Each book and article and blog post that you read will give you another tool in your toolbox. Each parent of potty trained kids that you seek advice from will give you another idea to consider.
When it comes to potty training, you can’t have enough information to pull from because you never know what will really click with your child.
3. Don’t over-read advice from parents of non-special needs children
Now. While you’re doing your research and figuring out what approach you may want to start with, it’s also important not to over-read (and then get really stressed out about) articles from parents of non-special needs kids.
We’ve all seen those articles floating around on Pinterest about how “You can potty train an 18 month old in 48 hours over a single weekend!” I believe that there are families out there that can benefit from those approaches and have a decently potty-trained kid come Sunday evening. And maybe those techniques will work for your special needs kid, too—you never know! But, if we’re being honest, the chances of potty training a special needs child in 2 days is probably pretty low. (And that’s okay!)
While you absolutely should read pretty much anything you can get your hands on before potty training, take it all with a grain of salt and mentally prepare yourself for the idea that what works for others won’t work for you.
4. Patience, patience, patience
Learning a new skill at any point in life can be challenging, even more so when you’ve only been alive for a year or so, even MORE so when you’re a child with special needs.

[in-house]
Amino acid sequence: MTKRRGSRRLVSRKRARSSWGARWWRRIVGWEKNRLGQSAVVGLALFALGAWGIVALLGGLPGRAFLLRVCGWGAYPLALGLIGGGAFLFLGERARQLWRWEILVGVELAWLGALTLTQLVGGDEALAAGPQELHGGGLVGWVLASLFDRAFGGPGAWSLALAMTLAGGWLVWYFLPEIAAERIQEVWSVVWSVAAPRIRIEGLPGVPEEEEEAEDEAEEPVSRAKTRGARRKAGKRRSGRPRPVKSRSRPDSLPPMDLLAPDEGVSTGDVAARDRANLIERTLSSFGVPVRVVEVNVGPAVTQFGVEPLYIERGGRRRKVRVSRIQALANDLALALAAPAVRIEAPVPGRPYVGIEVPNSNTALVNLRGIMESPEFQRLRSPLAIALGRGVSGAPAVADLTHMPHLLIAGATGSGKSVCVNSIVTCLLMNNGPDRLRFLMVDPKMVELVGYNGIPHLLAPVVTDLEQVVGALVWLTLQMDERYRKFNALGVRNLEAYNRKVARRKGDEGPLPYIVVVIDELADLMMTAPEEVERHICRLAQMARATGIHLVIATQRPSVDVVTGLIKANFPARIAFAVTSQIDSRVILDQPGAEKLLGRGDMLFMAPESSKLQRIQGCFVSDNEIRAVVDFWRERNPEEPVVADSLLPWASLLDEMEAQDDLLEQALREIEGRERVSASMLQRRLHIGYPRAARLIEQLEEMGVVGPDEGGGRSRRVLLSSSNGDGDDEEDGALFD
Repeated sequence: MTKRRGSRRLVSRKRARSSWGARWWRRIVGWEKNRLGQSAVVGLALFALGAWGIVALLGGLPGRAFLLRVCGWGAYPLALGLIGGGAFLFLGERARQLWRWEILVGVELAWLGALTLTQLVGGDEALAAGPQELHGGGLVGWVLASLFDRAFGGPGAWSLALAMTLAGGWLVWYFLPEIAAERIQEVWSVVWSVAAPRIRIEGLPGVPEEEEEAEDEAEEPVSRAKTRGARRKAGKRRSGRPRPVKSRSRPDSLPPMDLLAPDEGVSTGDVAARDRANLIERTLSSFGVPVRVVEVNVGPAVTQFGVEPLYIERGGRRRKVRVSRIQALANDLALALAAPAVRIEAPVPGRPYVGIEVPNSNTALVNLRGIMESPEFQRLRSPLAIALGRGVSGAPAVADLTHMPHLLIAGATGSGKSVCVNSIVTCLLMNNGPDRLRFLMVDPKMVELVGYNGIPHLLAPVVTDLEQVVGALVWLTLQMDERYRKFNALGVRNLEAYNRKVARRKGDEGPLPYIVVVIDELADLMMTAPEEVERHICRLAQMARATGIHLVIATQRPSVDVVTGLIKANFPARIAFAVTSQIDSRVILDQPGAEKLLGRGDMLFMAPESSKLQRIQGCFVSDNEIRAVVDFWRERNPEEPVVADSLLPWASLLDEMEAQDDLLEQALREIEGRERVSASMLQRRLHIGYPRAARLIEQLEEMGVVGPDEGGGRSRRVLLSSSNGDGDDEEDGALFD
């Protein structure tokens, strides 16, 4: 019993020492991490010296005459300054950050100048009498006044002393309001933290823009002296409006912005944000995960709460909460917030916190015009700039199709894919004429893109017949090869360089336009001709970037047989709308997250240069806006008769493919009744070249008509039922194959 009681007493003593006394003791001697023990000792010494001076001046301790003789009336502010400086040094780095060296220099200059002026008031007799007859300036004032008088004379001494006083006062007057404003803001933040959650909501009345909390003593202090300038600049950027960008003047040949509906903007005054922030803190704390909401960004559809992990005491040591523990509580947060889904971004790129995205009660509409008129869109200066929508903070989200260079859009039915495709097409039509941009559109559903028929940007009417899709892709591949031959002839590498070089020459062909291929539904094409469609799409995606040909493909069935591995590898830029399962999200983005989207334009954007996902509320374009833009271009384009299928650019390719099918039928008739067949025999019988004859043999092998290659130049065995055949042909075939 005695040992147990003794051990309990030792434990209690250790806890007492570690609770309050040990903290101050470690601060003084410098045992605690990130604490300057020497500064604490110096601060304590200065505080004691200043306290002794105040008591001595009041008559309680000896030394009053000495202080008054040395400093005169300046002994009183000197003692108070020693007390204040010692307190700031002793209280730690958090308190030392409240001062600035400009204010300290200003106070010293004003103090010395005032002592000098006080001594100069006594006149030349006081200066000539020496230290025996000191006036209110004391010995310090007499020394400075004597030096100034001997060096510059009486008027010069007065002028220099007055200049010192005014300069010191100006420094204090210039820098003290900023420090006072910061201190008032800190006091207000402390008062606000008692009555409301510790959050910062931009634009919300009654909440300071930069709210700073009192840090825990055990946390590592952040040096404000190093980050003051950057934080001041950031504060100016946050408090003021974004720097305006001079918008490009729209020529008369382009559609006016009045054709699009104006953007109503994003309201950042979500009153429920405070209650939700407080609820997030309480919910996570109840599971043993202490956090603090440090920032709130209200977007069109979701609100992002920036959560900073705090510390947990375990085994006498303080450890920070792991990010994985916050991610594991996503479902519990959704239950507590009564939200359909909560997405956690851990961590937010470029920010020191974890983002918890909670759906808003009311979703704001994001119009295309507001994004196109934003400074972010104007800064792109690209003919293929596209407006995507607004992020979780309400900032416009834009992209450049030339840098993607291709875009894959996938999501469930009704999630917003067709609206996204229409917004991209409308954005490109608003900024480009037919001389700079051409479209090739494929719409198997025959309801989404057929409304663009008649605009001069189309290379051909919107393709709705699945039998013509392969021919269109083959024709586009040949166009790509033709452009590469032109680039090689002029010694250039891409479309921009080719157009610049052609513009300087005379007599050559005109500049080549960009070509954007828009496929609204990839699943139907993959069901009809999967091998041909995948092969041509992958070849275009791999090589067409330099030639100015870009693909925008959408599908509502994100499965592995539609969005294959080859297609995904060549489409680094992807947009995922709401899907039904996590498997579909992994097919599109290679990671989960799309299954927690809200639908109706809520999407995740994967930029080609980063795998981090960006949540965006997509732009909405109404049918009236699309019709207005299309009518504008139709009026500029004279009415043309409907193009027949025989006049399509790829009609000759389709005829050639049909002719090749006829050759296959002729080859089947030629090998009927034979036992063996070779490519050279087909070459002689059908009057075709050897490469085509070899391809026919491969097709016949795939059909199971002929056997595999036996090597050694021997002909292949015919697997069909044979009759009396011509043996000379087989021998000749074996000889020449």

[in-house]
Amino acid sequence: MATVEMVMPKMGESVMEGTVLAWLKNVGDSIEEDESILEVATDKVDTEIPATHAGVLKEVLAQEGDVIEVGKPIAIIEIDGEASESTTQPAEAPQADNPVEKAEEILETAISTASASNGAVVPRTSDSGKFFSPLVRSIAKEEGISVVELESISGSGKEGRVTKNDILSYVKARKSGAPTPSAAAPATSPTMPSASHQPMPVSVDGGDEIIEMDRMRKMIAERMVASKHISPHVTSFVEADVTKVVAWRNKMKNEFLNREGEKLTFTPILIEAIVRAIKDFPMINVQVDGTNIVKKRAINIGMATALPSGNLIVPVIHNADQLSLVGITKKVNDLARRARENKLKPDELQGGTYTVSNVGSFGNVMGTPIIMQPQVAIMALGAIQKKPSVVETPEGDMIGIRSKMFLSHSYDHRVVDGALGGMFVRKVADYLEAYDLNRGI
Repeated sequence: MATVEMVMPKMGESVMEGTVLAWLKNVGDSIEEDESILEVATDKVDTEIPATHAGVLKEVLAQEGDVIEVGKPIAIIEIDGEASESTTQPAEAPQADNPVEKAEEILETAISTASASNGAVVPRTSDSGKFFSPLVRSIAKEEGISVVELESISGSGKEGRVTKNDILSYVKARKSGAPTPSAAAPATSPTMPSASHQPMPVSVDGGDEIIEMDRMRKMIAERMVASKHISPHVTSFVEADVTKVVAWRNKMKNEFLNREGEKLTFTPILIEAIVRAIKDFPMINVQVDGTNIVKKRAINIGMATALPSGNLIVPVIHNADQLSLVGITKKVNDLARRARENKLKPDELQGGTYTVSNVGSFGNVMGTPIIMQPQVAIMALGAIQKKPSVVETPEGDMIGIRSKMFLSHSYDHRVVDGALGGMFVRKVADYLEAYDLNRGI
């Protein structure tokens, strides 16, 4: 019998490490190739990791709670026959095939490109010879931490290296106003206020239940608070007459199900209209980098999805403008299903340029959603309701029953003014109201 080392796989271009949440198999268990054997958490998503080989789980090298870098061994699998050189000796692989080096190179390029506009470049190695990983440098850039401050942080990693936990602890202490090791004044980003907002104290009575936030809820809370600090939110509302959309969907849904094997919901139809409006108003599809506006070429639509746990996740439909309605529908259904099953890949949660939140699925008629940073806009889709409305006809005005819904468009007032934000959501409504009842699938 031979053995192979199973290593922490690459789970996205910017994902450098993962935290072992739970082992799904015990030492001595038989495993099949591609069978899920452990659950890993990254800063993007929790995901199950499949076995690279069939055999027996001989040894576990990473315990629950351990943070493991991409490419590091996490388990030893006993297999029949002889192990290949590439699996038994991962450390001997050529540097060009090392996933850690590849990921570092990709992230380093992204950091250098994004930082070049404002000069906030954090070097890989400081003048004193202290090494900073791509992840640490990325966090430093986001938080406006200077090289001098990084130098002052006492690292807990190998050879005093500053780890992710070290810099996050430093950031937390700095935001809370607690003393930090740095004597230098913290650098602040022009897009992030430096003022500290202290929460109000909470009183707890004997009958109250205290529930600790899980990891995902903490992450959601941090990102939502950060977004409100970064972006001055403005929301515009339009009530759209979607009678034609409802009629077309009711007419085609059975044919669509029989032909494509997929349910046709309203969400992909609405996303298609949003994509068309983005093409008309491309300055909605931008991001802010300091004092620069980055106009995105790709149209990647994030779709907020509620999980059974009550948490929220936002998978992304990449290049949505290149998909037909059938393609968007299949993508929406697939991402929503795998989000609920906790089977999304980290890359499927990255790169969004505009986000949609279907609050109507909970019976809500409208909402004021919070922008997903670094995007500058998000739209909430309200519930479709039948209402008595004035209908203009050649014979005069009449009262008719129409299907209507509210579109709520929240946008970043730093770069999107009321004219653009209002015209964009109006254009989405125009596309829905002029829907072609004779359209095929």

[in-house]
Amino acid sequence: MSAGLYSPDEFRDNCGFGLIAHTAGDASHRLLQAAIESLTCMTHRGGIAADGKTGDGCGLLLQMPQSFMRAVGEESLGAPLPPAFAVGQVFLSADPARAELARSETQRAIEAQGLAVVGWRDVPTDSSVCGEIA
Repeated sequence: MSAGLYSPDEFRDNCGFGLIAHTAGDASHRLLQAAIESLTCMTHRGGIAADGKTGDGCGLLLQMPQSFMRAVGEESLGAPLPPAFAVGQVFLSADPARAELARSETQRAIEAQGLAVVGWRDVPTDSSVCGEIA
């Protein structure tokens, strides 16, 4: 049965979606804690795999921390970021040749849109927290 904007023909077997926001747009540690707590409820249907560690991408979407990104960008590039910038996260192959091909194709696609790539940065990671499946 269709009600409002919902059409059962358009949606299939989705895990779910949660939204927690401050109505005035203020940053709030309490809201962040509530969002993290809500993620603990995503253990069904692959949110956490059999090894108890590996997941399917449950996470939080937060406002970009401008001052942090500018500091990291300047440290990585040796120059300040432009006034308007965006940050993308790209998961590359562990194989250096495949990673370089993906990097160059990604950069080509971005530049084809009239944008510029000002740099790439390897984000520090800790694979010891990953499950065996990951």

Practicing patience in what can be an incredibly stressful situation is such a huge key to supporting your little one on his or her potty training journey.
Take a deep breath when you need to. Leave the room when you need to (as long as your child is somewhere safe). The process of potty training a special needs child will be full of plenty of ups and downs. It’s okay. You’re okay. Your little one is okay. Deep breath. Stay calm. Stay patient.
5. Know when to gently push and when to step away
This was such a huge key for us when potty training my autistic daughter, and is probably the best way I can describe the “flow” of our potty training experience.
When we gently pushed, pushed, pushed, we all became overwhelmed and had no success. When we gave time and space and were hands-off for extended periods of time—no success.
It was only with a back and forth between introducing something new (e.g. keeping her on the potty for several minutes at a time to help her overcome her fear) and then stepping away (taking her off, talking with her about it, and then focusing on something else for a little while) that we were able to really see any progress.
The exact flow of “push and step away” will, of course, vary from child to child. Be as present as possible and try to stay checked-in to the process so that you can determine when your child needs a little space, and when s/he needs a little push.